The hallmarks of King Hu's Dragon Inn — the set-ups, the soundtrack score, the actors' makeup, the voiceover narration, everything about it — are so different from today's costumed action movies that Hu's adventure seems beamed in from a far-away galaxy. That's a reasonably accurate first impression.
Dragon Inn was produced in Taiwan in 1967, years after the first wuxia (heroic martial arts) pics were made for Chinese audiences. But actor-turned-writer-director Hu's vision of a desert battle between ruthless agents of the imperial court and a desperate band of outsiders takes a familiar old story to new heights. The colorful spectacle that wowed Asian moviegoers when it was first released and eventually became a worldwide cause-célèbre.
That was in a time before actors Jackie Chan, Bruce Lee, Jet Li, and such filmmakers as John Woo, Tsui Hark, and Ang Lee stamped their personalities on the martial arts film scene; and before Hollywood had thoroughly homogenized production values. Dragon Inn, made one year after Hu's 1966 hit Come Drink with Me, is unapologetically Chinese. That undeniable otherness is part of its appeal, as is the fact that for years afterward Dragon Inn was generally unavailable except in tribute spinoffs such as Tsai Ming-liang's postmodern art film, Good Bye Dragon Inn. But now the original is back, in a 4K digital restoration that puts its legendary ingredients on full display.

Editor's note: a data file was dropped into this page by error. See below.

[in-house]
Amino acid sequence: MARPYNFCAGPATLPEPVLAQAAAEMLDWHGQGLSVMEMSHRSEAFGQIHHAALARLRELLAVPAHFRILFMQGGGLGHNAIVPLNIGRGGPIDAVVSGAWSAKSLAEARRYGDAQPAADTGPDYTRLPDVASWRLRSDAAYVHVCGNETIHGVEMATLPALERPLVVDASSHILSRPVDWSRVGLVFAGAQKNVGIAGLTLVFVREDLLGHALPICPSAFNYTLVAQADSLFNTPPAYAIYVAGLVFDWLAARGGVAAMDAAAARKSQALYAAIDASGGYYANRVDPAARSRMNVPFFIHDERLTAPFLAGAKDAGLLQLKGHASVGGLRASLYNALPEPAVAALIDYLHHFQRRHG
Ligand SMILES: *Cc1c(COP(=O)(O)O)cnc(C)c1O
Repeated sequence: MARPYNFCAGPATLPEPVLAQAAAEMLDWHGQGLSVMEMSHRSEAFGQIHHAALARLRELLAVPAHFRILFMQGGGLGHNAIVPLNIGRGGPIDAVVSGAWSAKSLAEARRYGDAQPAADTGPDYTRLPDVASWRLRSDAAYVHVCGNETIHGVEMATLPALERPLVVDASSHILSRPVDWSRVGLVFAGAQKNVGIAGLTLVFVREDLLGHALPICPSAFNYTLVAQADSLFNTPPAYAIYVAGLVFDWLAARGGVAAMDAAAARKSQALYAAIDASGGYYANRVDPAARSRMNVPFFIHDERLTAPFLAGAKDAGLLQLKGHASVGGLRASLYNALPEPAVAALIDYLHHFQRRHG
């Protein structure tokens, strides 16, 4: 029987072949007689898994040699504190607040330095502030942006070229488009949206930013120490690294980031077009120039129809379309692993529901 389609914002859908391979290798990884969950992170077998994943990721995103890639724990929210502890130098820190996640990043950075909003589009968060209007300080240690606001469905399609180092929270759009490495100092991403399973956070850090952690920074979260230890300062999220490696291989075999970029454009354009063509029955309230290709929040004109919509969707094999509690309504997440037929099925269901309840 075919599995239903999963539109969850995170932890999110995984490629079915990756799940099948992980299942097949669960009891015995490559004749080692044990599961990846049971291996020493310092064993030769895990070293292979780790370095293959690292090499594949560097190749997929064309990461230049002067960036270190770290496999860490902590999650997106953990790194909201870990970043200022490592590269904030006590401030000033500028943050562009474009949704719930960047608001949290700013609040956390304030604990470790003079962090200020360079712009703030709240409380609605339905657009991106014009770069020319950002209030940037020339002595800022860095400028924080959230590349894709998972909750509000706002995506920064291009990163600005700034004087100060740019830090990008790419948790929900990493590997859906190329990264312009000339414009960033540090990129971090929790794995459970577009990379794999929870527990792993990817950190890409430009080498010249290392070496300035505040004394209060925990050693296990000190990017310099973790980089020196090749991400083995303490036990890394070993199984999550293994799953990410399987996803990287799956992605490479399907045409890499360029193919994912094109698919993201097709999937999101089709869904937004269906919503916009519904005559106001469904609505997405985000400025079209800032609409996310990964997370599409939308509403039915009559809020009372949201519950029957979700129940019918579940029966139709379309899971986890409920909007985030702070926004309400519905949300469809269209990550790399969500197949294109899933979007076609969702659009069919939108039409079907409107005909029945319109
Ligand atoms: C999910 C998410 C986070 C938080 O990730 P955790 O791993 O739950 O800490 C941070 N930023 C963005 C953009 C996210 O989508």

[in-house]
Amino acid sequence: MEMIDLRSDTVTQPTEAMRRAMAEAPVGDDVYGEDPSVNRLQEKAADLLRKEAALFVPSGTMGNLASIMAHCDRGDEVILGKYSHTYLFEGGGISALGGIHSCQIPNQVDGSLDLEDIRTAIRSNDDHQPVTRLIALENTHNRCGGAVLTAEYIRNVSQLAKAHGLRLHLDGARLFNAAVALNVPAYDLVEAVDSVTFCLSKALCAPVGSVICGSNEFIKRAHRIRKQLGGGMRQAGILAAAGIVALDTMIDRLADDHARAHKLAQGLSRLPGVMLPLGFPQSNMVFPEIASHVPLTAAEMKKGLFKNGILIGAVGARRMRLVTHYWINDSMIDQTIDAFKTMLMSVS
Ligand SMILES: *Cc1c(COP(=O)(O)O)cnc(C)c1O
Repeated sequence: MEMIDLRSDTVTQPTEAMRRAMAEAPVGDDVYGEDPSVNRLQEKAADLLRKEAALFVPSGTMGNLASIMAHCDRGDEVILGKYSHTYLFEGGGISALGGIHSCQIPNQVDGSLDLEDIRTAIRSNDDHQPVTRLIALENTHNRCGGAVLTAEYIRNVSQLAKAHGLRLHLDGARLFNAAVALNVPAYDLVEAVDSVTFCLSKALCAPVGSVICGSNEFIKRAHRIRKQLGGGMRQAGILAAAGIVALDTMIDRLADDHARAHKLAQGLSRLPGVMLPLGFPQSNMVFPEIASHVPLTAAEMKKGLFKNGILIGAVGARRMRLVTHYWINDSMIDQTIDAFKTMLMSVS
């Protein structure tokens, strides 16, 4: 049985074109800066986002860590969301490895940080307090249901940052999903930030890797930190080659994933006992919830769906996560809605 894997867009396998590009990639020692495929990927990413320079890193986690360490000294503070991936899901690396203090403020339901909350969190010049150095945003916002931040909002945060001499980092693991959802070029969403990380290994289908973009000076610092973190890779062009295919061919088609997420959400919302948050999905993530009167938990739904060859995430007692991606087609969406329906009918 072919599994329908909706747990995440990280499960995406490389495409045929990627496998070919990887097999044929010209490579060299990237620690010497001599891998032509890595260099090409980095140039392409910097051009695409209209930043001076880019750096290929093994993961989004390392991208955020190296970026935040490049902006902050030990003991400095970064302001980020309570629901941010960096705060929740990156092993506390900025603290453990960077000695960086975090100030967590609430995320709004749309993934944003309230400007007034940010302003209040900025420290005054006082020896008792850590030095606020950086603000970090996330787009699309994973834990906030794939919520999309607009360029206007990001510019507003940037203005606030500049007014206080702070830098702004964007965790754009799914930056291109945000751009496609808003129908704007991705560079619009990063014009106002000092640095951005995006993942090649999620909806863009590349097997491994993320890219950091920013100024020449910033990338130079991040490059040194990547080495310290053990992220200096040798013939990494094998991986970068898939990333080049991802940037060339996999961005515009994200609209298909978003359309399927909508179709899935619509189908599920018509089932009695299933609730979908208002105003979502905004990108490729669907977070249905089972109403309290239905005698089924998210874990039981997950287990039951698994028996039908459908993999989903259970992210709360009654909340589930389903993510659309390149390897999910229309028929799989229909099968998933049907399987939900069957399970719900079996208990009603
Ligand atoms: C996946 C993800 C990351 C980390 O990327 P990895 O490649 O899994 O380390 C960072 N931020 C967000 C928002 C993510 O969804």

At the dusty title location, an authority-resistant Gang of Four led by cool-headed wanderer Xiao Shaozi (Shi Jun) and a beautiful swordswoman named Miss Chu (Shang Kuan Ling-Feng) interrupts the sinister strategies of one Cao Shaoqi, a power-hungry — and lethally combative — eunuch of the imperial court, played by actor Bai Ying with a shock of white hair and a permanent sneer on his face. Cao is determined to wipe out the family members of a rival by assassinating them on their exile trail to Dragon Inn, thus eliminating obstacles. This plan seems grossly unfair to Xiao, Miss Chu, and their friends, and the fur begins to fly.
It's easy to see how Dragon Inn acquired a mythical status during its absence. Hu's widescreen compositions are superb, with sweeping desert vistas capped by a mountain-top battle royale finale. The female warrior, hardly a novelty in 1967 Chinese epics, gains a new dimension with Shang's balletic grace — offscreen, she achieved second-degree black belts in karate and tae kwon do. And if Hu's settings and deliberate pacing seem reminiscent of Sergio Leone (his spaghetti westerns were already famous when Hu began directing), then Shi Jun is certainly Hu's Clint Eastwood — a cool, laconic stranger with deadly sword skills. But Bai Ying's extravagantly weird shadow-emperor, Cai, steals the show. Despite the castrato jokes from his adversaries, he's magisterially creepy with his white hair and red cape. (Worse still, halfway through the climactic fight his mussed hair makes him look like Donald Trump.) The director peppers the buildup scenes with such playful stunts as a noodle bowl tossed across a room, sight gags with poisoned liquor, sneak attacks at bedtime, etc.
Janus Films recently acquired both Dragon Inn and Hu's 1971 follow-up A Touch of Zen for theatrical re-release and home video via its Criterion Collection. As such, they're the event of the year for wuxia fanatics. For audiences even vaguely attracted to sweeping visual extravagance and indelible characters, Hu's work represents a quantum leap forward for Chinese-language fantasy. See it and shiver with delight.
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